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          Most cited references 60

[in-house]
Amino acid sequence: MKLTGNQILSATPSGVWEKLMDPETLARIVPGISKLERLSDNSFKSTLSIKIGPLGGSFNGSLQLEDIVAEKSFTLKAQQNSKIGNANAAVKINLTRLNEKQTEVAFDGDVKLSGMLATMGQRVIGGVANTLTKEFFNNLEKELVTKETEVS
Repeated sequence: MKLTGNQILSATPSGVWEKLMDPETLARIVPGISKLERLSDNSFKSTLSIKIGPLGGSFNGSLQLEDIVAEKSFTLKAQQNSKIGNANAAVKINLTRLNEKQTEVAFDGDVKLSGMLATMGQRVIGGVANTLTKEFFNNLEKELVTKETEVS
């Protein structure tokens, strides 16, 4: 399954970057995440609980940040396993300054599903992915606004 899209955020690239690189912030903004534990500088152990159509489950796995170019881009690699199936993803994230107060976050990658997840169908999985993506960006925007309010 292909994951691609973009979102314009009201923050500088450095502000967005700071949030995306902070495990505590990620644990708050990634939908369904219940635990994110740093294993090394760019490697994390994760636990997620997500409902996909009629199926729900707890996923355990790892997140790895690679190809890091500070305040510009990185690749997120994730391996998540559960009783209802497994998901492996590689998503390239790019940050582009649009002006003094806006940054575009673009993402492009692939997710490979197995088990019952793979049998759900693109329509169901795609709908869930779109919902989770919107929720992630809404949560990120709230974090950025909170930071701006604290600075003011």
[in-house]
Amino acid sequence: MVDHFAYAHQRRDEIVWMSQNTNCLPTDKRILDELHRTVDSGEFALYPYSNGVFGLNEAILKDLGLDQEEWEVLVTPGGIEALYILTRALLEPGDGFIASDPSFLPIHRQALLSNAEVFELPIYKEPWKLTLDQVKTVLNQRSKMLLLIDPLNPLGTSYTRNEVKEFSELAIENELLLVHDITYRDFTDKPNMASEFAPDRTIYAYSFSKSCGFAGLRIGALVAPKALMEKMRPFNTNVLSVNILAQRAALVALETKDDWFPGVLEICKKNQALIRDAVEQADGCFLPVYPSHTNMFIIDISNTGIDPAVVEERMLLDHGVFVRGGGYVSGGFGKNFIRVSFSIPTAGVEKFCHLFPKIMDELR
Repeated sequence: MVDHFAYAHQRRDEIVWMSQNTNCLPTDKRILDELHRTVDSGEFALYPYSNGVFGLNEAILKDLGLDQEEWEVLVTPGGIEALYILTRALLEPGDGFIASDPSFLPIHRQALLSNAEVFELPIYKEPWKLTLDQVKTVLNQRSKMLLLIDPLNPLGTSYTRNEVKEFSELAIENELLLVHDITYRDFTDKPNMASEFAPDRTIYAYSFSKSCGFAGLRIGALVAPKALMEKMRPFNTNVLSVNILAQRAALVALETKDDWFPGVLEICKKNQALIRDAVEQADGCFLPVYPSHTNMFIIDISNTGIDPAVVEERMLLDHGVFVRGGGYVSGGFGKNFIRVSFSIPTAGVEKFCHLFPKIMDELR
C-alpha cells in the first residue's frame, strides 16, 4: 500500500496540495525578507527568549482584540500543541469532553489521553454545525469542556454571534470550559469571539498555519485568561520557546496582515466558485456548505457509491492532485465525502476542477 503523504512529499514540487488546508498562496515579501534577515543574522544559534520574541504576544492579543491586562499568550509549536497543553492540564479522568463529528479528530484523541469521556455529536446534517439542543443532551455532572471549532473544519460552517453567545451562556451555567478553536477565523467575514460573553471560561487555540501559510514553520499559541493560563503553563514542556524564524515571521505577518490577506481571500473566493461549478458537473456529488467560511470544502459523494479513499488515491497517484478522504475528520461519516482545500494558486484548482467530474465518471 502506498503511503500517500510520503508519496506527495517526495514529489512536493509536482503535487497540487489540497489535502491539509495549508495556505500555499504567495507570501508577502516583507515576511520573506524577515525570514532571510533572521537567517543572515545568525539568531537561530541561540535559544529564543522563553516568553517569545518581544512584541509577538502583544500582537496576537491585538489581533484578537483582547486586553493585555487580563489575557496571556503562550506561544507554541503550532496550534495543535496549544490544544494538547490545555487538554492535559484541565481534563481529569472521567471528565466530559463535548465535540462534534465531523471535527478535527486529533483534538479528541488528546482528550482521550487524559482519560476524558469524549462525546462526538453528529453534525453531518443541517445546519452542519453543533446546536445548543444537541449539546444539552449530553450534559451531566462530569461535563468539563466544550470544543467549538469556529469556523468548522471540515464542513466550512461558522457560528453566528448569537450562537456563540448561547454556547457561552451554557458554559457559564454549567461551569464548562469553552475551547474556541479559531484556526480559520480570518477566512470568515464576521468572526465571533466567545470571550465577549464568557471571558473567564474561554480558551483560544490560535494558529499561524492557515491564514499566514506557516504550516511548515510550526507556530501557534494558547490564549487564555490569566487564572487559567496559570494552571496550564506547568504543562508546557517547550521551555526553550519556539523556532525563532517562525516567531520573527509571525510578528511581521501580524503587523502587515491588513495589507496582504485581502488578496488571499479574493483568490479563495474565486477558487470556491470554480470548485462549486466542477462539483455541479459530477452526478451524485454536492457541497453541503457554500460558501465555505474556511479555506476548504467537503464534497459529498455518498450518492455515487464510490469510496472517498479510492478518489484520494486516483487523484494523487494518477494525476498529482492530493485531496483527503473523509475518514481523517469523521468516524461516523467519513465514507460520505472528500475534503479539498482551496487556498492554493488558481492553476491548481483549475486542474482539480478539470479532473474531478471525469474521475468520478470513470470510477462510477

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          A method and server for predicting damaging missense mutations